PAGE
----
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Politics

China's new patent law awards damages up to 5 times losses

With higher cap than US, Beijing to spur tech advances and foreign investment

A technician in a lab outside Shanghai. China has seen a surge in intellectual property cases.   © Getty Images

BEIJING -- China will strengthen intellectual property protections next year, raising the cap on damages from patent infringement to five times the holder's loss -- higher than the three times in the U.S. and other advanced economies.

Self-reliant technological development is one of the Chinese Communist Party's objectives under its next five-year plan, running from 2021 to 2025. By establishing tougher protections for intellectual property, Beijing is trying to encourage research into cutting-edge technology at home.

The higher damages are also aimed at encouraging foreign investment in Chinese technology. While China's economy has grown dramatically over the years, the country has frequently come under fire internationally over trade secret and copyright infringement. The issue has contributed to tensions with the U.S.

Under the tougher patent law that takes effect in June 2021, serious, intentional violations will face damages of up to five times the amount of the loss to the patent holder. Current law only states that penalties are to be determined based either on the loss suffered by the holder or the gains reaped by the infringer.

The U.S., South Korea and Taiwan cap such penalties at three times the loss to the patent holder, while Japan and Europe do not award punitive damages for patent infringement at all. China had also set a three-times cap in the original draft of the amendment but ultimately adopted a tougher penalty to signal its commitment to the issue.

China has faced pressure from the international community to adopt stricter intellectual property protections. One concern is that Chinese companies are trademarking famous foreign names and brands as their own at home. A company in Changzhou applied in April to trademark the Chinese name for former U.S. Vice President Joe Biden, now president-elect, as a name for a medical product.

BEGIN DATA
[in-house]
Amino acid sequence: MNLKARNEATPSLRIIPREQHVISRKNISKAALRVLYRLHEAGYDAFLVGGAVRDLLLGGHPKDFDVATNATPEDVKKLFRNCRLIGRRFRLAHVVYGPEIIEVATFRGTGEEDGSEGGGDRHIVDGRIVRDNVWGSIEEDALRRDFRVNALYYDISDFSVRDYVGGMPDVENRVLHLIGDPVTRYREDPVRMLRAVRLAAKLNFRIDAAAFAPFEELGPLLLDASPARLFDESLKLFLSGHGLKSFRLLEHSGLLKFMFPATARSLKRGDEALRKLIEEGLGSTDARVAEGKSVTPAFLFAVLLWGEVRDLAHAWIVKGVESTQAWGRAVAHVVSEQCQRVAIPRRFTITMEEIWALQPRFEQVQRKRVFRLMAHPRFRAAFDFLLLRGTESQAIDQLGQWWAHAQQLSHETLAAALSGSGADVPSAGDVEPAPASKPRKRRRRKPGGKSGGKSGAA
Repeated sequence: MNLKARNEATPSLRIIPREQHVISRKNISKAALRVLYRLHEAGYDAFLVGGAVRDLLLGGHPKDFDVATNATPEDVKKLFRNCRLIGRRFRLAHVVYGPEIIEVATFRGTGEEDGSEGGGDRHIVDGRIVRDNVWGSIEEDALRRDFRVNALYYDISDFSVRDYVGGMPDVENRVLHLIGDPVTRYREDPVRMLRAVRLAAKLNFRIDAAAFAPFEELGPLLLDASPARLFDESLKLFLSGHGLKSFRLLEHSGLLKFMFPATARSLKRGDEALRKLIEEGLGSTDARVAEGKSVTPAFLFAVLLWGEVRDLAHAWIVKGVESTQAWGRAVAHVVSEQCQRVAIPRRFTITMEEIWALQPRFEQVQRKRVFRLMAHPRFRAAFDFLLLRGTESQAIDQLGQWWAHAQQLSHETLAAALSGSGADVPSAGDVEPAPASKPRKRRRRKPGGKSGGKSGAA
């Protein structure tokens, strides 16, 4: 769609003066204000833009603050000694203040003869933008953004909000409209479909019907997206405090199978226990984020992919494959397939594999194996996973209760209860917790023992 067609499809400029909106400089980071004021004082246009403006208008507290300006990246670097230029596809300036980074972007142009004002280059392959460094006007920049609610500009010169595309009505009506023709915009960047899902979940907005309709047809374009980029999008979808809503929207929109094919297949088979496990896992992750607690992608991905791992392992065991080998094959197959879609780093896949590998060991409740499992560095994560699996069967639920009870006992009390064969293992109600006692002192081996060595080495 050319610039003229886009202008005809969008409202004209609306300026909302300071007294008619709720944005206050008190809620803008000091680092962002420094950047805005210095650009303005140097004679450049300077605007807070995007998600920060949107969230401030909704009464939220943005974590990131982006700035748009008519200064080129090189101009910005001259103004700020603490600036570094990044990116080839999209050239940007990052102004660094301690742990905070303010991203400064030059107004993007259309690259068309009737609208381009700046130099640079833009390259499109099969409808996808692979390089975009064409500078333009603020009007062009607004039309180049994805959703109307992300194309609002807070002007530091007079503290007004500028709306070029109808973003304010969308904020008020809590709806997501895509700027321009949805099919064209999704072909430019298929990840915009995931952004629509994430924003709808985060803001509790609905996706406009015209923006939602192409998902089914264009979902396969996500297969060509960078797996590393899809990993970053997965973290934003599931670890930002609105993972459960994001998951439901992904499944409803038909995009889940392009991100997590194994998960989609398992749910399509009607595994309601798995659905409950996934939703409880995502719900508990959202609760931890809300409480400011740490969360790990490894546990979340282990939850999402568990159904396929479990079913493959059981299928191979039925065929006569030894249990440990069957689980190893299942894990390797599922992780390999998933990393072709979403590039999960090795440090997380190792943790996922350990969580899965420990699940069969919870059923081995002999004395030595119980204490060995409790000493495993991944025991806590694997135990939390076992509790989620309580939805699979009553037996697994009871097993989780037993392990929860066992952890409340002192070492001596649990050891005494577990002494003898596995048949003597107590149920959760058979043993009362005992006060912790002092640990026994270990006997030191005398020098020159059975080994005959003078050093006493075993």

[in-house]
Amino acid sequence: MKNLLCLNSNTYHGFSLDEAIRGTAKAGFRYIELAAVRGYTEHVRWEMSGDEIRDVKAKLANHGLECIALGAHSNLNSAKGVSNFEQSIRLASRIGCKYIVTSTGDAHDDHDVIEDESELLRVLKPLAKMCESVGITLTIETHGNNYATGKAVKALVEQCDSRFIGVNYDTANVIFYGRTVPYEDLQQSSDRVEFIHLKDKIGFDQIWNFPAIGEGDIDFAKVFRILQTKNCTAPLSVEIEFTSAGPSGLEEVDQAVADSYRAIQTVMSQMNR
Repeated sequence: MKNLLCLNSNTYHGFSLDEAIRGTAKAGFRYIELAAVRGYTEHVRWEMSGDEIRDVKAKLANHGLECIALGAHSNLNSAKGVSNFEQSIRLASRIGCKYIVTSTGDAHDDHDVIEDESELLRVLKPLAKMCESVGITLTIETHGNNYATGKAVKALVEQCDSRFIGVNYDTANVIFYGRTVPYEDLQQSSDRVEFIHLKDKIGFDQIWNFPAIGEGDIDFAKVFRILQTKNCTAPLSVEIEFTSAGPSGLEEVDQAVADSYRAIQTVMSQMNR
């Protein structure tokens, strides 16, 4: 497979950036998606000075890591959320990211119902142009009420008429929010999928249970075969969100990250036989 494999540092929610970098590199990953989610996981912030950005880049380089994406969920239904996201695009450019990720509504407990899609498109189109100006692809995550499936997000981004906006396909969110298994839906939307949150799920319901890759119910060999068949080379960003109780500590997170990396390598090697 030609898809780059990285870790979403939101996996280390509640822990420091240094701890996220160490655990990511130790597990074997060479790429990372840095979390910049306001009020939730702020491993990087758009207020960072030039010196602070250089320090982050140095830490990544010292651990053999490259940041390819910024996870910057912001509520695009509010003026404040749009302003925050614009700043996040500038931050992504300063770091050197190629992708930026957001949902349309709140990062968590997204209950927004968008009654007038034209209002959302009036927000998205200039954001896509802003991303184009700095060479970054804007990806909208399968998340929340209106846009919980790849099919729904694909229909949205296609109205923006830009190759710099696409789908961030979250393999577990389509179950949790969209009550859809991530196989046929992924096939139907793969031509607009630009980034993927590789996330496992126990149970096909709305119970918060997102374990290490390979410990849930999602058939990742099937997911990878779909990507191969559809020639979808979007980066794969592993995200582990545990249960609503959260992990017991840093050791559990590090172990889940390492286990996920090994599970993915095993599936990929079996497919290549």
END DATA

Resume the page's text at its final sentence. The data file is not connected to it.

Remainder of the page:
U.S. President-elect Joe Biden. A local company applied in April to trademark his name in Chinese.   © Reuters

Disputes over intellectual property have surged in China -- jumping 44% to more than 480,000 accepted cases in 2019 -- alongside the number of patent applications. But they have done little to curb violations, since relatively few result in significant penalties. Of cases that were ruled on by a court, 54% resulted in no damages or damages of less than 100,000 yuan ($15,200).

"In China, it's difficult to prove that infringement took place in a majority of cases," a local attorney said.

The patent law amendment also addresses this issue by letting the court determine the amount of damages based on evidence presented by the victim should the infringer refuse to cooperate. In cases where the exact amount of loss to the patent holder cannot be determined, damages will be capped at 5 million yuan, up from the current 1 million yuan.

It will also extend the term of an invention patent, which is normally 20 years, if the application takes more than four years to be approved. For example, if an application is approved five years in, that extra year will be added to the patent term, for a total of 21 years.

Patent terms for new drugs will be extended by how long the medications take to obtain marketing approval -- a measure that will likely benefit U.S. pharmaceutical companies. Both brand-name and generic-drug makers will be able to go to court should disputes over patent violations occur. Depending on the ruling, authorities will temporarily halt the sales of generics.

The amendment will set broader protections for design, so that copying the design of just part of a vehicle, instead of the whole car, would be treated a design infringement.

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